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Thursday 19 December
Perlman Chemical Sciences Building 03:00
Chemical and Biological Physics Guest Seminar Prof. Aharon Brodutch [Info]

Chemical and Biological Physics Guest Seminar

Quantum theory has been incredibly successful at explaining known phenomena and making new predictions that have led to some of the most important scientific and technological breakthroughs in the past century. Quantum computers are arguably the boldest prediction of the theory, but the level of control required to build them is extremely challenging. The requirements for building universal fault tolerant quantum computers (i.e computers that can run any quantum algorithm with high accuracy) are far beyond current capabilities, but less powerful (intermediate) quantum machines are already available, with some accessible online. The minimal requirements for such intermediate machines to significantly outperform ordinary (classical) computers is currently an open area of research. One approach to study the capabilities of intermediate quantum machines, is to study how small subsystems become correlated (and entangled) during a computation. I will provide an overview of work in this direction with some surprising results on the possible role of quantum entanglement. These results provide new insights into quantum theory and quantum technology. University of Toronto
Tuesday 07 January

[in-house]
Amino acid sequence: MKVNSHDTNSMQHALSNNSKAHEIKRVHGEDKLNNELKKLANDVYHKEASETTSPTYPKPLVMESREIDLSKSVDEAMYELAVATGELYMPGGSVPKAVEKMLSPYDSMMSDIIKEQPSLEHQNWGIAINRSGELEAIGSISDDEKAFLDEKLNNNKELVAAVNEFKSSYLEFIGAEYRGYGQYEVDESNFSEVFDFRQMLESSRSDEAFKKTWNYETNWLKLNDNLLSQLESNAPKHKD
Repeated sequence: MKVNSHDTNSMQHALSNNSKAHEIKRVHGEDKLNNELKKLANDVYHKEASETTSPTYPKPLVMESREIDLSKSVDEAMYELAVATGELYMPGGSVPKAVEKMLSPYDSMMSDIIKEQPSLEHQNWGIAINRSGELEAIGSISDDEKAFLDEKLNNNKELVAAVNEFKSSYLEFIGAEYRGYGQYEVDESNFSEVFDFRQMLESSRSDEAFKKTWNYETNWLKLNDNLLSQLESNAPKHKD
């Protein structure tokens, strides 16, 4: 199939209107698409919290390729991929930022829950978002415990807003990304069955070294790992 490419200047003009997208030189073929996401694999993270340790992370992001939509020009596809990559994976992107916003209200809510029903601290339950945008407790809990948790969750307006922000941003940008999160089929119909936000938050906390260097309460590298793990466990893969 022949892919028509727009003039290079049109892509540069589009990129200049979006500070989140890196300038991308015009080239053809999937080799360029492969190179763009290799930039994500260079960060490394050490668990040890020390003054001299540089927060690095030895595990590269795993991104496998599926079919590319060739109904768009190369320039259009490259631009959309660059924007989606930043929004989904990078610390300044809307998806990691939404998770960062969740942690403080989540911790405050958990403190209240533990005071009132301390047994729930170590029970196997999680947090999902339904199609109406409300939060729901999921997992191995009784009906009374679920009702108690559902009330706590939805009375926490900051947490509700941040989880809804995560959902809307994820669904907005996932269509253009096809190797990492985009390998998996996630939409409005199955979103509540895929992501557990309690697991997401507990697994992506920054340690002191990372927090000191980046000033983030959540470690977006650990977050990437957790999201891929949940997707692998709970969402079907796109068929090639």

Helen and Milton A. Kimmelman Building 11:00
A hydrogen-bonded framework toolkit for molecular structure determination Prof. Michael D. Ward [Info]

A hydrogen-bonded framework toolkit for molecular structure determination

Single crystal X-ray diffraction is arguably the most definitive method for molecular structure determination, but the inability to grow suitable single crystals can frustrate conventional X-ray diffraction analysis. Building on a prolonged examination of hydrogen-bonded frameworks and inclusion compounds derived from guanidinium organosulfonates, we have devised an approach to molecular structure determination that relies on a versatile toolkit of these host frameworks, which form crystalline inclusion compounds with target guest molecules in a single-step crystallization. This approach complements the so-called crystalline sponge method that relies on diffusion of the target into the cages of a metal-organic framework, while circumventing many of its challenges. The peculiar properties of the host frameworks enable rapid stoichiometric inclusion of a wide range of target molecules with full occupancy, typically without disorder and accompanying solvent, affording well-refined structures. Moreover, anomalous scattering by the framework sulfur atoms enables reliable assignment of absolute configuration of stereogenic centers. An ever-expanding library of organosulfonates provides a toolkit of frameworks for capturing specific target molecules for their structure determination. This presentation will describe examples of this approach to structure determination, preceded by an account of the unusual properties and resilience of these hydrogen-bonded frameworks, their substantial diversity of framework architectures, and their utility in other applications. Department of Chemistry and Molecular Design Institute, New York University